David McKinson to Abraham Lincoln, 11 March 18461Wednesday night.
March 11. 1846.Friend Lincoln,
Your epistle of 8th inst[instant] is before me.2 I fully co[n]cur with you as to the propriety of holding a convention, notwithstanding the Genls withdrawal from the field.3 Several persons have suggested, that there was no necessity for a convention, but I have invariably insisted upon the propriety of one. A notice for a meeting of our precinct will appear in the paper of this week,4 & on the fir[st] day of our Court, we will get together and do up the business.5 I had been into Putnam, "Setting sta[kes]," and looking out for "Signs" and "Mocasin trac[ks"] the week before I recd[received] the Genls[General's] letter of "ret[?]ey". You would have gotten the Vote of Putnam Per the Convention
I have heard that the Genl, in a letter, written to some one here, says, if he is never in Congress again, he will not, Canvass, the district, drumming up his friends.6 This is intended, probably, for a thrust at some one.yours infinitelyDavid [M]cKinsson
<Page 2>LACON Ill.
MAR[March] 13A. Lincoln. Esqr[Esquire]SpringfieldIllinois
1David McKinson wrote and signed the letter. He also authored the address on the back page, which was folded to create an envelope for mailing.
3At a Whig convention in Pekin in May 1843, an agreement was made between Lincoln, Edward D. Baker, and John J. Hardin that seemed to establish a one-term limit on the prospective Whig congressmen. Hardin and Baker having each served one term, Lincoln believed that the 1846 nomination should have been his. While Lincoln set out to solidify his support in the district, Hardin proposed that the convention system for the nomination be thrown out in favor of a primary election. Lincoln rejected Hardin’s proposal on January 19, 1846, and Hardin subsequently declined the nomination entirely.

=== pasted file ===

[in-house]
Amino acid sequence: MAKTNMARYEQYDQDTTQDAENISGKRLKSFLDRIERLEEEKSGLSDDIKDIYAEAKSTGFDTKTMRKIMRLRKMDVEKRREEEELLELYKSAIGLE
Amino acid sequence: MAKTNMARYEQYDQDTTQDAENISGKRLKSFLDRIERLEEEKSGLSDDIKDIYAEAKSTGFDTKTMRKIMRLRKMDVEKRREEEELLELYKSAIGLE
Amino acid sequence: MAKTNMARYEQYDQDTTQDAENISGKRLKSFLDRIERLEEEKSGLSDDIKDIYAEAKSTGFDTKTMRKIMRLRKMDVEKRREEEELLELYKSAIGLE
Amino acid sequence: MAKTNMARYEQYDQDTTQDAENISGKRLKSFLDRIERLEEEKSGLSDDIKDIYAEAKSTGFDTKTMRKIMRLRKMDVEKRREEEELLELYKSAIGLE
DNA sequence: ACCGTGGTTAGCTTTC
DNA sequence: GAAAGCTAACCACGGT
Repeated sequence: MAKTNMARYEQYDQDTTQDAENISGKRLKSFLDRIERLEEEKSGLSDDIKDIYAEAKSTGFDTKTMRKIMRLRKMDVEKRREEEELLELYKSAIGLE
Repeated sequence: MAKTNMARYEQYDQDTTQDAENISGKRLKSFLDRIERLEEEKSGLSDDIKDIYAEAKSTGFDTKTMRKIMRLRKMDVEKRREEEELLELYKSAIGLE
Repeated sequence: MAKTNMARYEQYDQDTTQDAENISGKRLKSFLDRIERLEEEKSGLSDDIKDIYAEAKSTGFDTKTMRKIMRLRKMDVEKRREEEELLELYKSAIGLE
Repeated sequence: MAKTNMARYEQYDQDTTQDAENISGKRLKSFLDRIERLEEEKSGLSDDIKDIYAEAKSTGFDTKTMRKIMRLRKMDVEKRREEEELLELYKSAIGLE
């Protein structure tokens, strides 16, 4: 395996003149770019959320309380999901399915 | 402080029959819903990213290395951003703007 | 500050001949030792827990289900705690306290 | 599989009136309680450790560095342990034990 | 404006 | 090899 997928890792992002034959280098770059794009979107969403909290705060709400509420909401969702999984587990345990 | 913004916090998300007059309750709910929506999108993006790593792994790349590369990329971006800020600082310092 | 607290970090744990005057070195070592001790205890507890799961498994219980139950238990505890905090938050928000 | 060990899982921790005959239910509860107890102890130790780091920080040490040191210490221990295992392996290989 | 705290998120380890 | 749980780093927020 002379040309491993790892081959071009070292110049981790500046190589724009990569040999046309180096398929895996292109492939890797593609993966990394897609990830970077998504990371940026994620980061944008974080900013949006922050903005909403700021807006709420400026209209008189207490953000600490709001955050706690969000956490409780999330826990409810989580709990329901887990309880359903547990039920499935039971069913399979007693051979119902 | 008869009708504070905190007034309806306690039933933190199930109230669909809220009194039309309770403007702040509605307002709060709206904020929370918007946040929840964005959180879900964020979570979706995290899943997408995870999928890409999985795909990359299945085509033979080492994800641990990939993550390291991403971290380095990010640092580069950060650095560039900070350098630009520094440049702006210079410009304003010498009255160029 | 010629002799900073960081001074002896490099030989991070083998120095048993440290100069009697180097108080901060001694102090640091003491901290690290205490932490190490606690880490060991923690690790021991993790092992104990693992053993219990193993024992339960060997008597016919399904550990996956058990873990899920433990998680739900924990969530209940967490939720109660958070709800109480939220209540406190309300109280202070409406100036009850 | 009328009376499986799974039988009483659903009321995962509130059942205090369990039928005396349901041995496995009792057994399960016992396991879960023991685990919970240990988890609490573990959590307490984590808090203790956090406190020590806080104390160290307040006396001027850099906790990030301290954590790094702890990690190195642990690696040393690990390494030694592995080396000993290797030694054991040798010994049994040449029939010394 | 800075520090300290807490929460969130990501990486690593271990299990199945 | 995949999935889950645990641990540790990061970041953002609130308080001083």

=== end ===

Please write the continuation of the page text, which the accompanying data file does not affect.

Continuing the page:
Michael Burlingame, Abraham Lincoln: A Life (Baltimore: The Johns Hopkins University Press, 2008), 2:218, 231; Sangamo Journal (Springfield, IL), 26 February 1846, 2:1-2.
4A notice appeared in the March 14 edition of The Illinois Gazette calling for the Whigs of Lacon to meet at the courthouse on March 16 to appoint three delegates to the county convention, proposed to be held in April.
The Illinois Gazette (Lacon), 14 March 1846, 2:1.
5The Marshall County Circuit Court commenced on the third Monday in March; in 1846, that date was March 16.
“An Act Changing the Time of Holding Circuit Courts in the Ninth Judicial Circuit of the State of Illinois,” 20 February 1843, Laws of Illinois (1843), 129.
6Lincoln and Hardin were vying to represent the Seventh Congressional District in the U.S. House of Representatives. The District included the counties of Cass, Logan, Marshall, Mason, Menard, Morgan, Putnam, Sangamon, Scott, Tazewell, and Woodford.
Howard W. Allen and Vincent A. Lacey, eds., Illinois Elections, 1818-1990 (Carbondale and Edwardsville: Southern Illinois University Press, 1992), 126.
Autograph Letter Signed, 2 page(s), Lincoln Home National Historic Site (Springfield, IL).